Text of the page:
Time for part two of my preview of the Final Olympic Qualifying Regatta…the women’s events.
Qualifying spaces available: 3
This is a ridiculously stacked field. There are 10 Olympic and 23 World medals among the 13 scullers. Ekatarina Karsten of Belarus personal contribution to that tally is 6 Olympic and 16 world medals! Karsten is an astonishing athlete, the 43 year old won her first senior medal in 1991 racing for the Soviet Union, that was before 6 of her rivals were actually born! She’s far more suited to the single scull and has proven time and time again that on her day she is capable of beating anybody. So far this season she took silver in Varese and 4th in Brandenburg. If she’s successful in Lucerne she’ll be headed for her 6th Olympic Games.
Emma Twigg of New Zealand must be considered the favourite to win in Lucerne. The 2014 World Champion is returning to competition after a year out studying for her FIFA Masters degree. Somewhat controversially Rowing New Zealand didn’t select her to race last year, instead giving the W1X spot to Fiona Bourke. A potential showdown for the Olympic spot between the two New Zealanders was avoided when Bourke failed to qualify in Aiguebelette.
Denmark’s Fie Udby Erichsen is the reigning Olympic silver medallist. Having returned to competition in 2014 she’s yet to recapture that sort of form, she’s only appeared in one A-final since and that was the European Championships in 2015. She raced in Varese finishing 7th.
Ireland’s Sanita Puspure is showing excellent form this year with bronze medals from both Varese and Brandenburg. She already has Olympic experience under her belt with a 13th place in London. Her current form makes her one of the favourites for a top 3 in Lucerne.
Another sculler with Olympic experience is Germany’s Julia Richter. She was in the quad that won silver in London. She also won gold at the 2013 Worlds before being moved into the 2X in 2014 and then the W1X for the 2015 World Championships (where she finished 13th). So far this season she raced at the European Championships finishing 10th. She seems happier in the bigger sculling boats and on current form she may not have enough to make the top 3.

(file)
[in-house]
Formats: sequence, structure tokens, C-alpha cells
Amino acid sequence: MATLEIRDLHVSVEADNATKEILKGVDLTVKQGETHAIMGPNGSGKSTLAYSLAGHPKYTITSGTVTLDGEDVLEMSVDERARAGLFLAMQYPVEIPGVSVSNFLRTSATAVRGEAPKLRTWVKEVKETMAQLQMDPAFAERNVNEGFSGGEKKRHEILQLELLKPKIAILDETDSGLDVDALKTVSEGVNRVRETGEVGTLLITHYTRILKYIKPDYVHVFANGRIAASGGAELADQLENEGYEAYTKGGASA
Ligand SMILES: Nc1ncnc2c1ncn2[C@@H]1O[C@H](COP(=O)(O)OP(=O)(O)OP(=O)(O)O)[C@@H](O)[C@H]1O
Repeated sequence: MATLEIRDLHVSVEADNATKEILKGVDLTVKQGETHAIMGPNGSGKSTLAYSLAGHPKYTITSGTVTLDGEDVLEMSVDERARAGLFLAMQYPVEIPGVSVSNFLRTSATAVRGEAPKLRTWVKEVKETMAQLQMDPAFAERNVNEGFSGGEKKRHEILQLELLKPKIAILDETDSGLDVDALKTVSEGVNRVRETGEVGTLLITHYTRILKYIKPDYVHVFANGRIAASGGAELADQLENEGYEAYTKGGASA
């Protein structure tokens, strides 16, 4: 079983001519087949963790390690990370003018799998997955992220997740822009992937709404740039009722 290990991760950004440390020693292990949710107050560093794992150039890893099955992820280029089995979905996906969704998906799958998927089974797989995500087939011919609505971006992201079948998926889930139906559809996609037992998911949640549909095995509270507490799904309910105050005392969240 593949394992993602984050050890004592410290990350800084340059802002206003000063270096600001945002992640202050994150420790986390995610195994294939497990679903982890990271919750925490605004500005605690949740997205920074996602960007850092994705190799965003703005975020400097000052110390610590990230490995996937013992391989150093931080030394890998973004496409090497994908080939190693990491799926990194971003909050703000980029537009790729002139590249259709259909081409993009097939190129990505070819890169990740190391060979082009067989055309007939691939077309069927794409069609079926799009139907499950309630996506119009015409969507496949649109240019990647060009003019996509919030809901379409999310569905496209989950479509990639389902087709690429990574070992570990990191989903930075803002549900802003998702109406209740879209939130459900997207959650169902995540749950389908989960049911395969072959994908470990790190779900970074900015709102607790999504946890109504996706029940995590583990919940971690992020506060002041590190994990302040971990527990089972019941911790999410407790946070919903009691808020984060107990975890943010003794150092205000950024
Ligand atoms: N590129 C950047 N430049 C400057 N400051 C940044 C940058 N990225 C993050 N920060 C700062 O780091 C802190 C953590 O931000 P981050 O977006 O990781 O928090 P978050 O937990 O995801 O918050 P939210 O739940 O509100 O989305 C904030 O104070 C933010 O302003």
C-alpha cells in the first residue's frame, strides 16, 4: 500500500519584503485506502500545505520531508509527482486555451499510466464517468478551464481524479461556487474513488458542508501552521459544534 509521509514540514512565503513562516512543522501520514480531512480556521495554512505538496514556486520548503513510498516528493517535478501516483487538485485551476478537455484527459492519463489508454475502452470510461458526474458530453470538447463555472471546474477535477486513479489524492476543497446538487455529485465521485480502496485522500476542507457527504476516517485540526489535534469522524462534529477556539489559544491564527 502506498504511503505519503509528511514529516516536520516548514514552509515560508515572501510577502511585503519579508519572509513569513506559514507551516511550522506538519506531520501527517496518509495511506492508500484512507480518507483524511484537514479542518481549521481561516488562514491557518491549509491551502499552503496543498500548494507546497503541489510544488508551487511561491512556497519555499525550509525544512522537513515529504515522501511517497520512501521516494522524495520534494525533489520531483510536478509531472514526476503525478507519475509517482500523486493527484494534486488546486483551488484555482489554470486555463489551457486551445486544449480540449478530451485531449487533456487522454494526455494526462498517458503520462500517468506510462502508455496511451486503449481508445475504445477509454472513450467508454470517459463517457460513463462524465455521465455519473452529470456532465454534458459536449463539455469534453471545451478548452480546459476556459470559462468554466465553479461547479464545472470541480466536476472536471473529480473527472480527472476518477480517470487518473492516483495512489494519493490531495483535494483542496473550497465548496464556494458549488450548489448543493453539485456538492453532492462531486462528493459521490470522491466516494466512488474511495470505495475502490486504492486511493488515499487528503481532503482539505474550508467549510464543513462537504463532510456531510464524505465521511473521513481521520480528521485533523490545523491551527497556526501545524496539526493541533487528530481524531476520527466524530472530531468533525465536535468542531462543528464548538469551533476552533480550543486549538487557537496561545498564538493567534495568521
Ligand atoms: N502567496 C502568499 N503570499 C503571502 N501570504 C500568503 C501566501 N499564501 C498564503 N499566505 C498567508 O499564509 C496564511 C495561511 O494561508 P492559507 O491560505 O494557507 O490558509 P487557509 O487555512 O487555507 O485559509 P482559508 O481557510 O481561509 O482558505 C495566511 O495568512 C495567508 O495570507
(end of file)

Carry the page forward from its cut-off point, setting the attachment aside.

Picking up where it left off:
Nataliya Dovodgko of Ukraine is another sculler who prefers the bigger boats. Olympic champion in the quad in London. After the Olympics she moved into the W1X but hasn’t had too much success. Her best performance in this Olympiad was a 5th place at both the 2103 and 2015 European Championships. This season she has raced at both Varese and Brandenburg with a 12th and 9th place respectively.
GB’s Mathilda Hodgkins Byrne was a late addition to the European Championships team and rewarded that faith with an excellent 7th place. The 21 year old is likely to be the spare for the Olympic team but she has an outside chance of getting there in her own right. She may not get to Rio but she will definitely be a name to watch for the Tokyo Olympiad.
A sculler at the other end of her career to Hodgkins-Byrne is Julia Levina of Russia. The 43 year old is trying to qualify for her 5th Olympics and won a bronze in Sydney back in 2000. Her best performance in this Olympiad was 6th in Amsterdam in 2014. On her current form she may not have enough to get to that elusive 5th Olympics.
My picks…Twigg, Karsten and….Puspure
Qualifying places available: 2
The form crew in this event look to be the Italians, Alessandra Patelli and Sara Bertolasi. 14th in the Worlds last year they have made an excellent start to 2016 with a silver medal behind the South Africans in Varese. One place behind the Italians in Varese were the Spanish, Anna Boada Peiro and Aina Cid I. Both these boats have made a big step on from their 2015 performances and will be confident of their chances in Lucerne.
Another crew in with a good shout of qualifying are the Russians, Maria Kraslinkova and Ekaterina Potapova. 4th at the European Championships and 5th in Varese. For both of these athletes they have spent their whole international careers to date has been in the sculling squad but without much success. The switch to sweep this season had already provided dividends.
These three crews look to be well ahead of the rest of the field. The Polish Wierzbowska sisters were 8th in Varese and 7th in Brandenburg. The Chinese, Min Zhang and Tian Miao were both part of the W8 that finished 9th last year.